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Lawmakers pass $46 billion budget; recreational marijuana remains in limbo


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    HARTFORD, Connecticut (WFSB) — Lawmakers hammered out the state budget with less than 24 hours remaining in the legislative session.

It was the first bipartisan budget since 2018.

A truck tax was also passed.

However, Democrats and Republicans continued to spar over legalizing recreational marijuana.

Legislators returned to the capitol on Wednesday morning to continue the debate.

Overnight, lawmakers said they passed the two-year budget.

This is a little bit unusual because normally the budget is the final piece of legislation that lawmakers hash out during the session. This year, there was greater consensus on the budget in large part because of billions of dollars in federal stimulus money. Legislators were able to craft a two-year $46 billion budget that does not call for any tax increases or spending cuts.

Twenty-two House Republicans voted for it. It now heads to the Senate.

The House of Representatives also passed a truck mileage tax which requires that drivers of heavy weight trucks be charged a fee per mile.

It was something for which Gov. Ned Lamont had been pushing.

“I congratulate the Connecticut General Assembly for making a concerted investment in our state’s infrastructure to improve our roads, bridges, and allowing us to provide even more support to public transit,” Lamont said. “This highway use fee is designed to be paid by only one group of vehicles: the heaviest tractor trailers which do the most damage to our roads, especially those which use our state as a pass-through and never contribute to the improvement of our infrastructure. Those responsible for the most wear and tear of our roadways must compensate the state to ensure our residents have safer roads and bridges to drive on, and this proposal accomplishes that goal. I look forward to signing this into law, as it is a critical step forward for our state when it comes to competitiveness, keeping our economy growing, and providing for safer travel for our residents.”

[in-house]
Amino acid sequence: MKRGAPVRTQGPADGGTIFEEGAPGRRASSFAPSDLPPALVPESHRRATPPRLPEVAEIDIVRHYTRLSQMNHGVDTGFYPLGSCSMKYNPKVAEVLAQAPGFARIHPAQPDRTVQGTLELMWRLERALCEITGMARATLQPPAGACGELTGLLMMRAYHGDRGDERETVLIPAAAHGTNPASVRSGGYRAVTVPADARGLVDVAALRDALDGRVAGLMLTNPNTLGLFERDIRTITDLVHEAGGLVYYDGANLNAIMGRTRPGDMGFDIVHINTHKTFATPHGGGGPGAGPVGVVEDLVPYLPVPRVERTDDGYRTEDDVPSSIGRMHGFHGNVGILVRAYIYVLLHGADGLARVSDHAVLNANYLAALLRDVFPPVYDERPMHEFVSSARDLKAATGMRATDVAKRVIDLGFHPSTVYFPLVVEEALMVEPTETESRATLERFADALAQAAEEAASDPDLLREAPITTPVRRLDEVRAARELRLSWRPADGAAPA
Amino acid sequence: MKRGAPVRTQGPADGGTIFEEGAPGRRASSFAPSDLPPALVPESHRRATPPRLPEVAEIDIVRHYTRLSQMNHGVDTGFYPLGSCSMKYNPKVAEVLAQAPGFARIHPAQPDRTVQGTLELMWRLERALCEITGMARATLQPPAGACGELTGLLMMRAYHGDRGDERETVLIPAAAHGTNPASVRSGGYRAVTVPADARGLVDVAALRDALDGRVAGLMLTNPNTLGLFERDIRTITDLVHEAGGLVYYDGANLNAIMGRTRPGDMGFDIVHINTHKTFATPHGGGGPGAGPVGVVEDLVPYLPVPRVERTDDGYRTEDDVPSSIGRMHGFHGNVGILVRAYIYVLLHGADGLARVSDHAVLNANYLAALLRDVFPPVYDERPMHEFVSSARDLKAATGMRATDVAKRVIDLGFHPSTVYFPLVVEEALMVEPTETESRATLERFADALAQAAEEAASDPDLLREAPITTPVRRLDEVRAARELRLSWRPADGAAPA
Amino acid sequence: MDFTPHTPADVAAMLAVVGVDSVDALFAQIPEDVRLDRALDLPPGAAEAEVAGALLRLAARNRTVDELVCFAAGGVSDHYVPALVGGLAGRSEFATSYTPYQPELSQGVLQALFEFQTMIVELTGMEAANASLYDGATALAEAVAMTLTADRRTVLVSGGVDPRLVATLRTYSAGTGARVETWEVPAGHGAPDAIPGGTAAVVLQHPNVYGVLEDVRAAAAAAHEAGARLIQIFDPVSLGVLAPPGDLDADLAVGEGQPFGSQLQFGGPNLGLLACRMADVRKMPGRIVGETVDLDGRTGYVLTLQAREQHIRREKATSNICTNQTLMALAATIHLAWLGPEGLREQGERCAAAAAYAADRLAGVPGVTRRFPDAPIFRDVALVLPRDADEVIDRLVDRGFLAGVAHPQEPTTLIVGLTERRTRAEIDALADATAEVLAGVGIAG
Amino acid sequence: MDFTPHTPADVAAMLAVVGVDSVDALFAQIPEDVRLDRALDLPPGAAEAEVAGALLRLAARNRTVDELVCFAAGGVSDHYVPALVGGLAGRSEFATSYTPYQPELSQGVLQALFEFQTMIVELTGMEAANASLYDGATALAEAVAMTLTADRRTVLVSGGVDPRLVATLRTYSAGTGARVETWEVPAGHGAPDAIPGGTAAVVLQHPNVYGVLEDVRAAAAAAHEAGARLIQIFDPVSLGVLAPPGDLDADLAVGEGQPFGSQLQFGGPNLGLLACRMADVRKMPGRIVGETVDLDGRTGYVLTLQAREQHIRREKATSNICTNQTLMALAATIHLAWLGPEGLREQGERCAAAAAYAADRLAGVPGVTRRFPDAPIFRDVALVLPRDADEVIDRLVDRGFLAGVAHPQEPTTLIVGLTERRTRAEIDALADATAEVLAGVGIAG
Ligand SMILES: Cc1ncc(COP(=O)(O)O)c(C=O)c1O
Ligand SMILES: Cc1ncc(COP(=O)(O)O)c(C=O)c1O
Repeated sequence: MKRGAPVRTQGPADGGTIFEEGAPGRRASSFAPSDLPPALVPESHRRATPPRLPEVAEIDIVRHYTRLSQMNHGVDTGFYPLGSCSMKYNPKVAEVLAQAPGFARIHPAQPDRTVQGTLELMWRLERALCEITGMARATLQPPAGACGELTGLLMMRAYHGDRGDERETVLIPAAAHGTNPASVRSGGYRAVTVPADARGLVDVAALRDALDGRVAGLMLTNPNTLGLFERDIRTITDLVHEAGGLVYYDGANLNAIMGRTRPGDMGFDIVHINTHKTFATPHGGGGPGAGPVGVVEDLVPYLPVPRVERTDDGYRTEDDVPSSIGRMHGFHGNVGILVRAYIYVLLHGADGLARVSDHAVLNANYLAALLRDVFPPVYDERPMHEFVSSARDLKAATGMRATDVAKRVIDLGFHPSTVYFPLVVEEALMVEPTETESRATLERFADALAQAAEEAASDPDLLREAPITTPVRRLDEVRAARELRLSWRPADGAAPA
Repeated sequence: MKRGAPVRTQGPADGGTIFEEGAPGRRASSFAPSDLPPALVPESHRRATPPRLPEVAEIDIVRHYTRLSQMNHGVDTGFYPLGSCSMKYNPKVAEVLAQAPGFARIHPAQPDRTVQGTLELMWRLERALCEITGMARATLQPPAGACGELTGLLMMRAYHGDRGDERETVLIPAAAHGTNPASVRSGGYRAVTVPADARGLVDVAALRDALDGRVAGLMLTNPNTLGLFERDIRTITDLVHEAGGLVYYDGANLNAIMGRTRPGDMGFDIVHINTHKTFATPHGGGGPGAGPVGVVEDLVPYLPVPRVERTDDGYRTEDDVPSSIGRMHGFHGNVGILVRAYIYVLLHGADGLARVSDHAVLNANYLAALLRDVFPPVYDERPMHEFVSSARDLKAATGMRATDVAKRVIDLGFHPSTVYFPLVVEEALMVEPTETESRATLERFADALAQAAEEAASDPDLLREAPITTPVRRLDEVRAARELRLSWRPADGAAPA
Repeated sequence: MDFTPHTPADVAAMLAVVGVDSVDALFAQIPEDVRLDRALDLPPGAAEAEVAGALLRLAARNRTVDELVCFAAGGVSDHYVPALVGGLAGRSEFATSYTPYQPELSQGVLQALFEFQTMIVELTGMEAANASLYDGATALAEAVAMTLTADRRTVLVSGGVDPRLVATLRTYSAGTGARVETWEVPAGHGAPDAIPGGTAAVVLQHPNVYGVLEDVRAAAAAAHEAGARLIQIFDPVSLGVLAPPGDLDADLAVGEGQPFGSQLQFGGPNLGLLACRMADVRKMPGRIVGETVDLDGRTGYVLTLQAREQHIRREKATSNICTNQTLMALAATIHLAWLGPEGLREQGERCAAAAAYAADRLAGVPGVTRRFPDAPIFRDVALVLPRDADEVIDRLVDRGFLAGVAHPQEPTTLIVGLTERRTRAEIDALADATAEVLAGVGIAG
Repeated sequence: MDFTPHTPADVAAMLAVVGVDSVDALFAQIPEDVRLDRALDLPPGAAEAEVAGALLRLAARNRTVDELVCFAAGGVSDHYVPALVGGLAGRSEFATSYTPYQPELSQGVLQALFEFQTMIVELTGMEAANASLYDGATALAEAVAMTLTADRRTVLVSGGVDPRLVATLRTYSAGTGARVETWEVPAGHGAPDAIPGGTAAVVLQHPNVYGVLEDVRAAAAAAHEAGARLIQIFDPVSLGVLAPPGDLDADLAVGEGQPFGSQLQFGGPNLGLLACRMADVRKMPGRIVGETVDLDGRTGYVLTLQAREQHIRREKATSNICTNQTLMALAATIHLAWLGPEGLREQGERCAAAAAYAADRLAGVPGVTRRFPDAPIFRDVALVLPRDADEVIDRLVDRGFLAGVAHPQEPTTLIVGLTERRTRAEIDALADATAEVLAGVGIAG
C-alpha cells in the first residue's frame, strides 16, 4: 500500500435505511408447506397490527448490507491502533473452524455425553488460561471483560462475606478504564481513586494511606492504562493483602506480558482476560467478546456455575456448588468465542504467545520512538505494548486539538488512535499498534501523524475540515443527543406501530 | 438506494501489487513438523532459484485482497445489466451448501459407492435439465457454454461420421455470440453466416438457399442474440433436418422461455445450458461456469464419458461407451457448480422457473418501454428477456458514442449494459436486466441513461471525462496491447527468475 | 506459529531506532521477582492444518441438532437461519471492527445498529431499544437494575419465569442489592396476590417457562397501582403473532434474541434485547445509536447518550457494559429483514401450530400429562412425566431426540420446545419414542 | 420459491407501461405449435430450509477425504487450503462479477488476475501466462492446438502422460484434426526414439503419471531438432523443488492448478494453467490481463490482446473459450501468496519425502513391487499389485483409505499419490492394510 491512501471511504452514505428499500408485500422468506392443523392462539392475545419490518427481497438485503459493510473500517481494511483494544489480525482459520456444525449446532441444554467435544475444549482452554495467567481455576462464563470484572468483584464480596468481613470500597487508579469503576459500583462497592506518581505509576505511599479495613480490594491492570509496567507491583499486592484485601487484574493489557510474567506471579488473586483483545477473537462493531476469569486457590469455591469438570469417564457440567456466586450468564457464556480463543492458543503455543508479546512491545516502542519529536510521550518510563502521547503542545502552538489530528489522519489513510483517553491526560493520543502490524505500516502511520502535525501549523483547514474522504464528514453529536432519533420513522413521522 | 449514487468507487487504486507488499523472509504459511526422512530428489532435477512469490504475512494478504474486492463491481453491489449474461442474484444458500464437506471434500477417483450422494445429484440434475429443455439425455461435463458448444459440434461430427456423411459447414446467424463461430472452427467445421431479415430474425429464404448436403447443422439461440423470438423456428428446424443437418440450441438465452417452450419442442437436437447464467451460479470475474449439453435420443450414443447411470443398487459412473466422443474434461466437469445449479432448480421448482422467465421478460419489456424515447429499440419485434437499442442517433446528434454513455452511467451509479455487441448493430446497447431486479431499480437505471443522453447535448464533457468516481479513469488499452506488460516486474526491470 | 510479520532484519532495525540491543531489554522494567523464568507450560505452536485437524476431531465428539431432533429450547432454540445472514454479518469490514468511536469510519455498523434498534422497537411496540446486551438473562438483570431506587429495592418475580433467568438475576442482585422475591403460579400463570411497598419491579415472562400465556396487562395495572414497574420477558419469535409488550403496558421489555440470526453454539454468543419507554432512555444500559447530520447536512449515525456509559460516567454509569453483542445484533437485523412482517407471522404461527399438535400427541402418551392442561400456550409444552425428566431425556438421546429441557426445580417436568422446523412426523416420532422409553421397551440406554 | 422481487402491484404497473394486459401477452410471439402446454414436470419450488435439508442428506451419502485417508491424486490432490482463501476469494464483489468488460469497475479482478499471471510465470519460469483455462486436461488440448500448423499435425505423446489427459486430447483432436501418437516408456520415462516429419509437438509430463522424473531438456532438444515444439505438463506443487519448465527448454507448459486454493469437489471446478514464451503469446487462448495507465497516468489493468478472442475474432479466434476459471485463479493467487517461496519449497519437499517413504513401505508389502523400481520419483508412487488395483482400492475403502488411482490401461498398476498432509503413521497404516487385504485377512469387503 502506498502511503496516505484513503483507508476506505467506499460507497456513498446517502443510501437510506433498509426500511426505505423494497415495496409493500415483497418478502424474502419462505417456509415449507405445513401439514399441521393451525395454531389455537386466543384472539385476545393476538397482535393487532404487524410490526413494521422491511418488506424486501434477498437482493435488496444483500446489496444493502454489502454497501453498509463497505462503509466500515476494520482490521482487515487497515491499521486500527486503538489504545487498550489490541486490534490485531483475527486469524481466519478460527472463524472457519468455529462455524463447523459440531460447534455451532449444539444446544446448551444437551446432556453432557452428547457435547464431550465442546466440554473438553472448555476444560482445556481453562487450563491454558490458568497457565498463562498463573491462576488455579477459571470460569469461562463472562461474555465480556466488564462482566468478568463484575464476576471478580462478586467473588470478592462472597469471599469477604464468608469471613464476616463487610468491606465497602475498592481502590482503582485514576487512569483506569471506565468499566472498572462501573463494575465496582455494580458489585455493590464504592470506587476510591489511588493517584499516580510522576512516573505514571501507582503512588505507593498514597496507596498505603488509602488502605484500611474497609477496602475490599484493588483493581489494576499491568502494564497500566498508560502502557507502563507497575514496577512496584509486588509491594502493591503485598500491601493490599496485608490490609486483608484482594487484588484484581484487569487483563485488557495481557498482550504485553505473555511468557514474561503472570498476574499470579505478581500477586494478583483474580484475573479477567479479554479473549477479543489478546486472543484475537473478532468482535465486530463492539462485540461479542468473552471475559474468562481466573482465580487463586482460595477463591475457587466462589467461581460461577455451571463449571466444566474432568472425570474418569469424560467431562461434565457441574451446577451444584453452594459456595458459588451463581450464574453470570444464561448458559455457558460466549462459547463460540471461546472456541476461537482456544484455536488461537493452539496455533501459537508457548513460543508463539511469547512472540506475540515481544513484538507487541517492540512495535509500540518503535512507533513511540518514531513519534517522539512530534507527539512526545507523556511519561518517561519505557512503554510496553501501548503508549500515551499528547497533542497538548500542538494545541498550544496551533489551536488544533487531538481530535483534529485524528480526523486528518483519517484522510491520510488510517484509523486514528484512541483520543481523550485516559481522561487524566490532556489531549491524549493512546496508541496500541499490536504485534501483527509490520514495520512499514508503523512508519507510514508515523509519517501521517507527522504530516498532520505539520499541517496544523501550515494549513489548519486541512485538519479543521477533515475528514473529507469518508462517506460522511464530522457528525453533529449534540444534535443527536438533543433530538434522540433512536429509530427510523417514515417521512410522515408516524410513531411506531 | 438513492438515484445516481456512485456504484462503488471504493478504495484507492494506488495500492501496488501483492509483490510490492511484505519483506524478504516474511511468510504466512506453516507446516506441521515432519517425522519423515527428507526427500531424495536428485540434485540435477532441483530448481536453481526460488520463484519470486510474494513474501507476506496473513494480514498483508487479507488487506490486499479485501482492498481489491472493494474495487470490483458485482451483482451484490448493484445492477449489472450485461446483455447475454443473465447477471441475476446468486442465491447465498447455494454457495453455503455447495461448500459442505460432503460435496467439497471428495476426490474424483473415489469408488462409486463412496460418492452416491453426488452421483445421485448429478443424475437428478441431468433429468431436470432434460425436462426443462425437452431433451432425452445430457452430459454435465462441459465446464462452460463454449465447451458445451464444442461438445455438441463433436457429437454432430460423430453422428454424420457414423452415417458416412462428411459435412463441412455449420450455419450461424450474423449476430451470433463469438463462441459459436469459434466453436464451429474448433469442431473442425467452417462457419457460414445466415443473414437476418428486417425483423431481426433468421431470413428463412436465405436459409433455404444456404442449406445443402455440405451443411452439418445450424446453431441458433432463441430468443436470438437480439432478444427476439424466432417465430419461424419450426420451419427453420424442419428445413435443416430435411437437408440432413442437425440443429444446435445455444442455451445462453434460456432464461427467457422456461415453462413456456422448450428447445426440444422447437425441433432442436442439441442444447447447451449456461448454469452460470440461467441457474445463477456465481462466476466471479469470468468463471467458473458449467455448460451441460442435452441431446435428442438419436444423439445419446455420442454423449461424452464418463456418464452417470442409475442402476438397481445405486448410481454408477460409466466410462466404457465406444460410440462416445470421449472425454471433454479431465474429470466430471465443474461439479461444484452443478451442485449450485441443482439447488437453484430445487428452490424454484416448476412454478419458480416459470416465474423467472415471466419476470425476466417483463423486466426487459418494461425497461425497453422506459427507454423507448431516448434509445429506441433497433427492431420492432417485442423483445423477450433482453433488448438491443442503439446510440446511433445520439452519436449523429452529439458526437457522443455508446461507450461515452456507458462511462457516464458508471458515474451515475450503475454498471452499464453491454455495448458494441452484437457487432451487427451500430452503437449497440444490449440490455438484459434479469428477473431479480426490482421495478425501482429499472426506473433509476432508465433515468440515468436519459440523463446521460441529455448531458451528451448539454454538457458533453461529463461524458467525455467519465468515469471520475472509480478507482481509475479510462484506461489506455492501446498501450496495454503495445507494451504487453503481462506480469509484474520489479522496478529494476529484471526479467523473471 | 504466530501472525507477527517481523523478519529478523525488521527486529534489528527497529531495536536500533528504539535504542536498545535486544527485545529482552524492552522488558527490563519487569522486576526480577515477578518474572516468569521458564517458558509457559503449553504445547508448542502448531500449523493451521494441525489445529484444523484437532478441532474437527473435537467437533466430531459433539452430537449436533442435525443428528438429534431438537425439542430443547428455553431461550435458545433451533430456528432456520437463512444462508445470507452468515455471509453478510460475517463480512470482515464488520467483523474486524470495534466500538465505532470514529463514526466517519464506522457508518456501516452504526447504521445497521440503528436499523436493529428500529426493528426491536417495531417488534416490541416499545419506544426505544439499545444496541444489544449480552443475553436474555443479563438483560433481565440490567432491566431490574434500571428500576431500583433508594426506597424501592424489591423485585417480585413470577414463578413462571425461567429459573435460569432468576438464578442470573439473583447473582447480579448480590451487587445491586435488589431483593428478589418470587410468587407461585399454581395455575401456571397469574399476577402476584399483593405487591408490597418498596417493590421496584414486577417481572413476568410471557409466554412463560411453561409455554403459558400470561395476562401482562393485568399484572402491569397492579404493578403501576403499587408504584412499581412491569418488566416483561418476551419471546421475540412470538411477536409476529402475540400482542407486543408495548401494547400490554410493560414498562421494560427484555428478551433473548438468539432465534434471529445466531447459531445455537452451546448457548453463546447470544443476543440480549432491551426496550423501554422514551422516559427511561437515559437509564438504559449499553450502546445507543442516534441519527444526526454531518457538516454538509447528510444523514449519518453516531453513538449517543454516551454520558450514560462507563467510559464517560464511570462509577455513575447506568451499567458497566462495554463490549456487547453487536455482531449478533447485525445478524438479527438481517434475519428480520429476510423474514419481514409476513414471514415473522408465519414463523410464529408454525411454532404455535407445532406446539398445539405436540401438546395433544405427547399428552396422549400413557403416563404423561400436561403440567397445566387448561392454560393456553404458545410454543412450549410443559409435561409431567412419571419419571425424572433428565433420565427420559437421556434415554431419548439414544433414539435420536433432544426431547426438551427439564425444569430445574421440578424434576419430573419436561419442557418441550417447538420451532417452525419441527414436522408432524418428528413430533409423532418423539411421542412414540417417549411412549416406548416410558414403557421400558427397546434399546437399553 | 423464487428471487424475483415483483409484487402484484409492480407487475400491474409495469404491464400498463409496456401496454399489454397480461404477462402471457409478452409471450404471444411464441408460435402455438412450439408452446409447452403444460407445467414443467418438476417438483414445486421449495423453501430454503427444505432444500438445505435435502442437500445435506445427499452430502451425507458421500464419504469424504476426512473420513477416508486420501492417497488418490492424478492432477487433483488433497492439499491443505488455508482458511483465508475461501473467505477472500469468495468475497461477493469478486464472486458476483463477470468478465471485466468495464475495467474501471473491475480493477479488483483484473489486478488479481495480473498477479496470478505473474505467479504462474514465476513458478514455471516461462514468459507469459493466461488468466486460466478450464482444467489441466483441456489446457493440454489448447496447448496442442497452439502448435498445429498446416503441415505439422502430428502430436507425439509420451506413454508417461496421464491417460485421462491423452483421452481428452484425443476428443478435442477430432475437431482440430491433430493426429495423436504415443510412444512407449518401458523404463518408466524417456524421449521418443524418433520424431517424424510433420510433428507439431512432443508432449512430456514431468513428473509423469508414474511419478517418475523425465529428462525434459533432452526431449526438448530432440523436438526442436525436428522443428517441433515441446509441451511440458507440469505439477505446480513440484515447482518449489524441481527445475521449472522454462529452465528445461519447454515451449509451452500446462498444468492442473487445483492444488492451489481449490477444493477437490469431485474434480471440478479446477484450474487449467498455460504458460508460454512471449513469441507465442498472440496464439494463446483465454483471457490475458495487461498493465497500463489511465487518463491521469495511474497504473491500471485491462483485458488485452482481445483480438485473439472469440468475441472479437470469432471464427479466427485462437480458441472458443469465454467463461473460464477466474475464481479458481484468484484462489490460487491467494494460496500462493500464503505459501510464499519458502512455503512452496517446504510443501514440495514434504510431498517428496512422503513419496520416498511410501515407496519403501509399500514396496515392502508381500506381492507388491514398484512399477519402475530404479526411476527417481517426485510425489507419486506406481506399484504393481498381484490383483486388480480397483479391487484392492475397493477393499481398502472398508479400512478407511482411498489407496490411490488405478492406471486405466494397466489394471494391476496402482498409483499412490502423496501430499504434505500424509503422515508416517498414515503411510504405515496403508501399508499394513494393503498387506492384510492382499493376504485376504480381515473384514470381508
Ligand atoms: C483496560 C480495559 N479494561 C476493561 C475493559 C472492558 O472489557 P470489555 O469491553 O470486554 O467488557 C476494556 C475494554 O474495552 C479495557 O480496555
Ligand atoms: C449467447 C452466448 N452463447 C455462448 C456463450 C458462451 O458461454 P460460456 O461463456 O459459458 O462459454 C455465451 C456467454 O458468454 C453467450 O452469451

Democrats and Republicans in the house are still arguing over the proposal to legalize recreational marijuana. The bill passed narrowly in the state Senate and Lamont supports the idea, but Republicans in the House threatened to try and kill the bill through a filibuster if they can’t reach an agreement with Democrats.

Both sides still have some leverage because the governor has already said if no agreement is reached regarding marijuana before the session ends at midnight, he would have no qualms in calling for a special session dedicated to the issue.

‘We have not made a decision, but we have made one decision, we will be voting in the next week on that bill,” said Rep. Matt Ritter, a Democrat and the House speaker. “It could be today, could be tomorrow, could be Friday, could be Saturday, could be Sunday. We will be getting that bill passed.”

The current legislative session ends at midnight.

As of Wednesday afternoon, there were no plans to call marijuana to a vote.

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